Change as Shifting Conversations
If we believe that organizations are socially constructed realities, we should be open to consider change management as the enterprise of shifting conversations.
When I talk about socially constructed reality, I mean that the reality that we know is not objective but is constructed by each single person trying to make sense of the world through their perceptions, assumptions, and interpretations, and is modified through each of their interactions with others.
In an outdated structural-functionalist view, the job of the change agent is that of setting up a series of interventions to align or adapt the organization to an objective reality. In the approach I am proposing, the organization as a socially constructed reality, the job of the change agent takes a whole new perspective: they shall not be focused on aligning the organization to a “true” reality, but on shifting realities to provide a context in which people can bring the best of themselves and be more performing. And because realities are constructed in, through and by conversations, the change agent must be a champion of shifting conversations.
Conversations are and provide the very texture of organizations. Organizations can be defined as networks of conversations that include both the physically demonstrable reality (elements and objects that can be described by their characteristics or attributes and that can be measurable and empirically verifiable, like a “chair”, an “orange”, the price of a competitor’s product,) and the interpreted reality (whatever is interpreted by an observer through opinion, judgments, assessments, evaluations). When we interpret reality, we attach meaning to it and we act based on this attributed meaning.
It is very difficult for us human beings to distinguish between demonstrable and interpreted reality and realize how interconnected the two are. Our interpretations fuse what is demonstrable with our assumptions and opinions about it. And because we are not aware of this fusing, we believe that our interpretation is the objective reality. If I experience my boss as “aggressive” (so I attach my opinion “aggressive” to him), I consequently experience him as aggressive. I don’t see that aggressive is a feature that I attached to him, rather I see it as a quality inherent to the person and right there for everyone to see. Real organizational change happens when we surface, recognize and shift our individual and collective interpreted realities through conversations.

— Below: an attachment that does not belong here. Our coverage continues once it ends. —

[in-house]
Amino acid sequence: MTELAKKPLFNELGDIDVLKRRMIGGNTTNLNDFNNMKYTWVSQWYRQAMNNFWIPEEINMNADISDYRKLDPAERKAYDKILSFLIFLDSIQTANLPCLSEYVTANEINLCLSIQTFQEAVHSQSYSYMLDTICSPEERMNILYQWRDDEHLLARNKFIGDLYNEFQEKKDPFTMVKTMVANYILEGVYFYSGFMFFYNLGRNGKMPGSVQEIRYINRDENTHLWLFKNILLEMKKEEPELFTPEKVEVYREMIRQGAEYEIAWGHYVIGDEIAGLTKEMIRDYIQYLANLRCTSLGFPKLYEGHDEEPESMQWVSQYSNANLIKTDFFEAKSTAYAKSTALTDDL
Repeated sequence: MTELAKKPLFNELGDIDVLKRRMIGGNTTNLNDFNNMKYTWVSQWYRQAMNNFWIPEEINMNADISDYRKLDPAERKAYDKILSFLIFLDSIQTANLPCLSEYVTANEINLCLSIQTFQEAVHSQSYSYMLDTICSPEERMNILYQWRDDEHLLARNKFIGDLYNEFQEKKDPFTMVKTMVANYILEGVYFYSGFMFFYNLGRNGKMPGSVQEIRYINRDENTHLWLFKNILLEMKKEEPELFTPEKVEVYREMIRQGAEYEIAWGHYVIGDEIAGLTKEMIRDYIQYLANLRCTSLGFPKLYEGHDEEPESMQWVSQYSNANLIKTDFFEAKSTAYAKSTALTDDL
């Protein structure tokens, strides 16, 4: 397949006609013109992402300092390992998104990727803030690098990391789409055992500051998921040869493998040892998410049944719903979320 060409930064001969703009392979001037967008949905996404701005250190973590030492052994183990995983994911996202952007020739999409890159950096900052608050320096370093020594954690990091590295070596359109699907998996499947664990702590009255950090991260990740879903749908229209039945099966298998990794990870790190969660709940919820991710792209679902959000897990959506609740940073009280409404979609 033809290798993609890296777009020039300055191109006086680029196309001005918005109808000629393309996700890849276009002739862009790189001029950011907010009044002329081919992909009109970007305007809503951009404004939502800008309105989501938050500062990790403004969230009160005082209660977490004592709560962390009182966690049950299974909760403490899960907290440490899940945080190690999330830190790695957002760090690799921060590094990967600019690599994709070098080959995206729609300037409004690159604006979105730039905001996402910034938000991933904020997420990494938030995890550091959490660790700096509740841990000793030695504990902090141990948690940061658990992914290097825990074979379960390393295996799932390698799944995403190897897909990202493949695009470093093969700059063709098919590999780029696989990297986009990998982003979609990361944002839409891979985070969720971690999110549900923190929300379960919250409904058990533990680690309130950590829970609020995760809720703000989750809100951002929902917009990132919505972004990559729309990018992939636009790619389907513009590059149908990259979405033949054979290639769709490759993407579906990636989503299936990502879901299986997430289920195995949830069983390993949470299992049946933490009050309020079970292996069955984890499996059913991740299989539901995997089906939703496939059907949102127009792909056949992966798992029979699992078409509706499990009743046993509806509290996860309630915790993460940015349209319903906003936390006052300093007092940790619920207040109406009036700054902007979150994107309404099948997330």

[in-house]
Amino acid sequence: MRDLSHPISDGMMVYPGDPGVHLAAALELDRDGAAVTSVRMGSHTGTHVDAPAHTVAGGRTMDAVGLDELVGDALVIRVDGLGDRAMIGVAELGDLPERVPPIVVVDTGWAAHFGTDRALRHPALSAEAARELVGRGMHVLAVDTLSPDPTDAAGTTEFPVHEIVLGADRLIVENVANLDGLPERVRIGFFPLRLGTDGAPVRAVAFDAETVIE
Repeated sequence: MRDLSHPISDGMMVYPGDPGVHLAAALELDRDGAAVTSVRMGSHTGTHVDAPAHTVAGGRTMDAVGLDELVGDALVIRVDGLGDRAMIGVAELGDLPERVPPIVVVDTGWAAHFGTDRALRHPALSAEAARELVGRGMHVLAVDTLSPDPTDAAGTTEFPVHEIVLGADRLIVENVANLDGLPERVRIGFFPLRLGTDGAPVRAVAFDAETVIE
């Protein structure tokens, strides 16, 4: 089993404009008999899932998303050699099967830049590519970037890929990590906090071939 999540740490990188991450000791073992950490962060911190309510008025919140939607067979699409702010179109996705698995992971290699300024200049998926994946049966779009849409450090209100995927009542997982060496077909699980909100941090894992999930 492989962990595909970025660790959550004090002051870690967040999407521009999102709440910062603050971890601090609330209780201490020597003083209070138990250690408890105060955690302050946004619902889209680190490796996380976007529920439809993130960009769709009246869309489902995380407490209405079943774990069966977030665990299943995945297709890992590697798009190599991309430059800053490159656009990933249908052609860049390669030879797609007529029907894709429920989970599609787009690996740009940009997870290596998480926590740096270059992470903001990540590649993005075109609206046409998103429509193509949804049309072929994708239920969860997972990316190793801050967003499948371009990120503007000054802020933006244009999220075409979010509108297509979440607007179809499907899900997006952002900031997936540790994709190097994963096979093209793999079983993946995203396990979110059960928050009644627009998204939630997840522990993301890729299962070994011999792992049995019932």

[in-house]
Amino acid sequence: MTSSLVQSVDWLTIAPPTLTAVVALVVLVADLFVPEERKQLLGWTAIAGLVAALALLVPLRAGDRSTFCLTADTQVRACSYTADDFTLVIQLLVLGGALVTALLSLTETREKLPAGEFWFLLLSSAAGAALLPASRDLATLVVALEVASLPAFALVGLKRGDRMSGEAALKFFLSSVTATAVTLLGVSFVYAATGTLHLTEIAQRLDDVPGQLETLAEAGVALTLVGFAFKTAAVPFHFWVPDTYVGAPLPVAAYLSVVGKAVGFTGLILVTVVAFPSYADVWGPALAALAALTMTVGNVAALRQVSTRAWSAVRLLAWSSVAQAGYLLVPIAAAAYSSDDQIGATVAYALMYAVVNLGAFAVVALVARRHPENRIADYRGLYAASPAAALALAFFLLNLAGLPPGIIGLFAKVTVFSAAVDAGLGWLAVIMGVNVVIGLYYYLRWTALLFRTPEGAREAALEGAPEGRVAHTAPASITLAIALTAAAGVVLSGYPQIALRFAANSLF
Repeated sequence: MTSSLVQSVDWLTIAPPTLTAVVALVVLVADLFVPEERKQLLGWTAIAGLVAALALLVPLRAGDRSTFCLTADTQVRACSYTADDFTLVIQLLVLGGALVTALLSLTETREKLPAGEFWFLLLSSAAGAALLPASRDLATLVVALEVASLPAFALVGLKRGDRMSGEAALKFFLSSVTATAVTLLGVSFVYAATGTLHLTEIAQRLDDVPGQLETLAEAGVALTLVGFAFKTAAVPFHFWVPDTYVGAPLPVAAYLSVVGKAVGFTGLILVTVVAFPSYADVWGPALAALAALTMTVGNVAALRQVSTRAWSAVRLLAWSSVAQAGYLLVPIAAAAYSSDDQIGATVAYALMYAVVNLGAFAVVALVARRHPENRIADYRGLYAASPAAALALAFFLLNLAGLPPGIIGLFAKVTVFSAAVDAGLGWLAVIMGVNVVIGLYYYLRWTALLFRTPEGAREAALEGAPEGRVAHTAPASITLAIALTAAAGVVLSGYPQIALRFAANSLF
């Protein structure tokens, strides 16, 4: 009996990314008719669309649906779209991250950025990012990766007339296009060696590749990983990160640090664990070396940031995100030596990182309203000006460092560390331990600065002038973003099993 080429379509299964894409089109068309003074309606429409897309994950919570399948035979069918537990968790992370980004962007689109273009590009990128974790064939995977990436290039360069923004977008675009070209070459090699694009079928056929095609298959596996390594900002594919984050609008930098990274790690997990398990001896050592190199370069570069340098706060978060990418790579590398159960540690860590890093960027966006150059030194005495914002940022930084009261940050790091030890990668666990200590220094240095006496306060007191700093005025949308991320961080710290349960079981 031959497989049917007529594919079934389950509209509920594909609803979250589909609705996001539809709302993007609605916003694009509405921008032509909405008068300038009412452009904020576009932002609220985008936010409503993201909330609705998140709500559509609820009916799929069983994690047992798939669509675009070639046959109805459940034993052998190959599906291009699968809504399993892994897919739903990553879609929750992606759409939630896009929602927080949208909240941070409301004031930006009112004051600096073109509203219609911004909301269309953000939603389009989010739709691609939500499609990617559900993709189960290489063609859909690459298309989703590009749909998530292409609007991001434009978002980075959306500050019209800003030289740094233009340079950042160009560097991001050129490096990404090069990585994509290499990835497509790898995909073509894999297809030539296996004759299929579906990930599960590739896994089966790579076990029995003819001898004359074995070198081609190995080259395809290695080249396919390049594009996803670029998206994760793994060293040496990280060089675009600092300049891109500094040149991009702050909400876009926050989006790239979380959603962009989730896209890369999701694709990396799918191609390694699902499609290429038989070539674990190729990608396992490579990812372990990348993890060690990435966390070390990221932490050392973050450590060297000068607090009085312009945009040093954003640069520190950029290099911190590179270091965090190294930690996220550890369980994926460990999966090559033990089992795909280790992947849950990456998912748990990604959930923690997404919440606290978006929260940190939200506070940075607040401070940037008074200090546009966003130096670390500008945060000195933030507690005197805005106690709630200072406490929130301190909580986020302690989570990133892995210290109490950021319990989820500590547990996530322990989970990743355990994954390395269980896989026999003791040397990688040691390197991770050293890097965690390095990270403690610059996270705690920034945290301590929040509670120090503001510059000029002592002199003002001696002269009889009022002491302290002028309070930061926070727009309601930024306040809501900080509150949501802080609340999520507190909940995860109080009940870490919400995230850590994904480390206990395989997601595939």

Conversations bring both history and future into the present flow of words, because they refer and rework the past while anticipating and shaping the conversation that is yet to come. Not only are conversations the process through which we construct reality, but they are also the product of that construction: conversations become the reality.
Conversations are also what produce and manage change. As Jeffrey D. Ford puts it, change is an unfolding of conversations into already existing conversations and how “a change” occurs to participants will depend on the interpreted realities within which they engage the unfolding dynamic. These realities, in turn, specify what can and cannot be done, what will and will not be done, who should or should not do what, etc. and thereby set the conversational dynamics of change.
Organizational change cannot occur independent of individual change. To make an organization shift, people have to shift what they talk about, which in turn alters the context in which they find themselves, making new actions possible. Quite simply, in the absence of people’s willingness to speak and listen differently, there can be no conversational shift and no organizational change.
Producing organizational change, therefore, requires a type of language shift that produces an attractive and empowering reality in which the consequences of a shift fulfill the intentions for which it was undertaken.
The cultural transformation programmes that Asterys has implemented in so many organizations have all been based on shifting conversations. When large numbers of managers go through such transformational programmes within a brief time frame, small group by small group, the graduates create a critical mass of individuals who willingly embrace a new conversation, a new mindset and culture so that the new reality is more likely to be sustained.